Making hydrogen

October 2014
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On the roads around the Bay Area in 2015, there’s a good chance Brandon Wood will spot one of the first commercially available hydrogen-powered passenger vehicles: Toyota’s 2015 FC (fuel cell) car.

The Toyota’s fuel cells will electrochemically combine hydrogen with oxygen to generate electricity, producing water as the only chemical emission.

However, drivers will probably fill up with hydrogen produced by reformulating natural gas produced through hydraulic fracturing, commonly called “fracking.”

“For the long term it’s not a good solution,” says Wood, a research scientist in the Quantum Simulations Group at Lawrence Livermore National Laboratory (LLNL). “It’s not carbon neutral. What people have been trying to do for a long time is to produce hydrogen with sunlight and water. The problem is that solar water-splitting is really, really hard to do efficiently” – the challenge that initially brought Wood to work at LLNL with his supervisor Eric Schwegler.

Since the late 1990s, researchers at DOE’s National Renewable Energy Laboratory have had some success in using advanced solar cell materials to capture photons from the sun and split liquid H2O into hydrogen and oxygen gases. The problem: The expensive semiconductor materials quickly degrade, often in less than 24 hours.

In research published in 2013 in the Journal of the American Chemical Society, Wood and colleagues, including Schwegler, provided the first evidence of a link between atomic interface kinetics and solar catalyst durability and performance.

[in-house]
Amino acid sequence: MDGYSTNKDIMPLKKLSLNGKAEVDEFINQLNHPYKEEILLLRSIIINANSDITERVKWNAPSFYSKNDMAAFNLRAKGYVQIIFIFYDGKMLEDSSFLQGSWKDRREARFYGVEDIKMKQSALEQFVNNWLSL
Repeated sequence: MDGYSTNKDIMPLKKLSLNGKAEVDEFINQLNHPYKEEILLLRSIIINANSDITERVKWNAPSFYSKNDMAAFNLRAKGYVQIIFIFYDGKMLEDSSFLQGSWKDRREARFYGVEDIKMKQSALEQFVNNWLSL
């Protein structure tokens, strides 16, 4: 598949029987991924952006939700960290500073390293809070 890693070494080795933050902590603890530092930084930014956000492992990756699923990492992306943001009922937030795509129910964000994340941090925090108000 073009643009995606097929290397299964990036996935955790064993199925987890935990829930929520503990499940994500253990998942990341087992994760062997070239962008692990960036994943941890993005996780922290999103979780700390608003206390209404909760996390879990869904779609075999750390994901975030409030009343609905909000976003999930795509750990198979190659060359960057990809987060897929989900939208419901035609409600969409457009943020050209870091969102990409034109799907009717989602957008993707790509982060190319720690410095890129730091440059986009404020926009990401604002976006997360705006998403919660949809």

“We looked at the atomic-level interactions between the surface of the solar catalyst materials, the material that’s absorbing the light, and the water solution in which it’s immersed,” Wood says. “We found that (at the atomic level) in the more durable materials, there’s really fast proton hopping at the interface.”

Proton hopping is the movement of the positively charged hydrogen nucleus across a network of hydrogen bonds and, for Wood, the return of an old nemesis, studied in detail in his Ph.D. work.

“We’ve suggested that the existence or absence of this property is intimately connected to why the materials degrade,” Wood says. “And we’ve made some suggestions as to what could be done to potentially mitigate this” – research that led to the team’s 2014 EERE Hydrogen Production Research and Development Award.

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About the Author

Jacob Berkowitz is a science writer and author. His latest book is The Stardust Revolution: The New Story of Our Origin in the Stars.

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